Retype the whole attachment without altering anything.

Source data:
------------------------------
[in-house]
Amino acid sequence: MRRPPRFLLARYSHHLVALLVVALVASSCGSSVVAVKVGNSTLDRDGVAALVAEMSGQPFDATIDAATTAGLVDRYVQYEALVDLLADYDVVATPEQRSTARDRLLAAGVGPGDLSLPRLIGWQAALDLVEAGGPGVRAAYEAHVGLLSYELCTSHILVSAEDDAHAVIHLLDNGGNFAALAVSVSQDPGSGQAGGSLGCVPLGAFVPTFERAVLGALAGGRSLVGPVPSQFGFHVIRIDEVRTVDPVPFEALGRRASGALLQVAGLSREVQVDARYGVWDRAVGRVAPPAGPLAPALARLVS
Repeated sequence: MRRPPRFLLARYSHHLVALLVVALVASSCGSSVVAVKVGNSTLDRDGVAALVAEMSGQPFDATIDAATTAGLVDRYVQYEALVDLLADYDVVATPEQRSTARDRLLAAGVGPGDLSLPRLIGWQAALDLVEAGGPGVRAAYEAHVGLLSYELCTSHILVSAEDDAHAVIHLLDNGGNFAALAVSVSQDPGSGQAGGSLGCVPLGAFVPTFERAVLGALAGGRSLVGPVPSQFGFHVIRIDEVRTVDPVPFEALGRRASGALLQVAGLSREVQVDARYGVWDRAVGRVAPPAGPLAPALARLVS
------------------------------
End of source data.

[in-house]
Amino acid sequence: MRRPPRFLLARYSHHLVALLVVALVASSCGSSVVAVKVGNSTLDRDGVAALVAEMSGQPFDATIDAATTAGLVDRYVQYEALVDLLADYDVVATPEQRSTARDRLLAAGVGPGDLSLPRLIGWQAALDLVEAGGPGVRAAYEAHVGLLSYELCTSHILVSAEDDAHAVIHLLDNGGNFAALAVSVSQDPGSGQAGGSLGCVPLGAFVPTFERAVLGALAGGRSLVGPVPSQFGFHVIRIDEVRTVDPVPFEALGRRASGALLQVAGLSREVQVDARYGVWDRAVGRVAPPAGPLAPALARLVS
Repeated sequence: MRRPPRFLLARYSHHLVALLVVALVASSCGSSVVAVKVGNSTLDRDGVAALVAEMSGQPFDATIDAATTAGLVDRYVQYEALVDLLADYDVVATPEQRSTARDRLLAAGVGPGDLSLPRLIGWQAALDLVEAGGPGVRAAYEAHVGLLSYELCTSHILVSAEDDAHAVIHLLDNGGNFAALAVSVSQDPGSGQAGGSLGCVPLGAFVPTFERAVLGALAGGRSLVGPVPSQFGFHVIRIDEVRTVDPVPFEALGRRASGALLQVAGLSREVQVDARYGVWDRAVGRVAPPAGPLAPALARLVS